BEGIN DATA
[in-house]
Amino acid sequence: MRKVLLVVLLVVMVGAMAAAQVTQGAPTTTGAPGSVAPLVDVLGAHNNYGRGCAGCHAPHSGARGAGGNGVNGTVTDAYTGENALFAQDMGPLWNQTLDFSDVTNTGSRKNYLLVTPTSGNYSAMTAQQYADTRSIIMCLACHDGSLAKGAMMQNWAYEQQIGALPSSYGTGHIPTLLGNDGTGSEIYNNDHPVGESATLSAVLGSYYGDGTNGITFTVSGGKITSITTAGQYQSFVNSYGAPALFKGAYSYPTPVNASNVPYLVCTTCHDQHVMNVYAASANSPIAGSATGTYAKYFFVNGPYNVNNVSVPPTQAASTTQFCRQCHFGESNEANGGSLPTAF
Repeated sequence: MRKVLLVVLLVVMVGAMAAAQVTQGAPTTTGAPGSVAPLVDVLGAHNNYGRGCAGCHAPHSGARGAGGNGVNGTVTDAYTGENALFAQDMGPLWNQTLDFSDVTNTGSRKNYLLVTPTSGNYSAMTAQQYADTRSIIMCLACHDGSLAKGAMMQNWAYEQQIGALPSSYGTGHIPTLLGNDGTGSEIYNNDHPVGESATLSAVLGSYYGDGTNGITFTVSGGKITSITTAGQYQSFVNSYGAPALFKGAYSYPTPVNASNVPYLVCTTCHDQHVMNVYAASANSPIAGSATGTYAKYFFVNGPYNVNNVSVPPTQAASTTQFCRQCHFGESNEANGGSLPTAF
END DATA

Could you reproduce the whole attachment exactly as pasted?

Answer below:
[in-house]
Amino acid sequence: MRKVLLVVLLVVMVGAMAAAQVTQGAPTTTGAPGSVAPLVDVLGAHNNYGRGCAGCHAPHSGARGAGGNGVNGTVTDAYTGENALFAQDMGPLWNQTLDFSDVTNTGSRKNYLLVTPTSGNYSAMTAQQYADTRSIIMCLACHDGSLAKGAMMQNWAYEQQIGALPSSYGTGHIPTLLGNDGTGSEIYNNDHPVGESATLSAVLGSYYGDGTNGITFTVSGGKITSITTAGQYQSFVNSYGAPALFKGAYSYPTPVNASNVPYLVCTTCHDQHVMNVYAASANSPIAGSATGTYAKYFFVNGPYNVNNVSVPPTQAASTTQFCRQCHFGESNEANGGSLPTAF
Repeated sequence: MRKVLLVVLLVVMVGAMAAAQVTQGAPTTTGAPGSVAPLVDVLGAHNNYGRGCAGCHAPHSGARGAGGNGVNGTVTDAYTGENALFAQDMGPLWNQTLDFSDVTNTGSRKNYLLVTPTSGNYSAMTAQQYADTRSIIMCLACHDGSLAKGAMMQNWAYEQQIGALPSSYGTGHIPTLLGNDGTGSEIYNNDHPVGESATLSAVLGSYYGDGTNGITFTVSGGKITSITTAGQYQSFVNSYGAPALFKGAYSYPTPVNASNVPYLVCTTCHDQHVMNVYAASANSPIAGSATGTYAKYFFVNGPYNVNNVSVPPTQAASTTQFCRQCHFGESNEANGGSLPTAF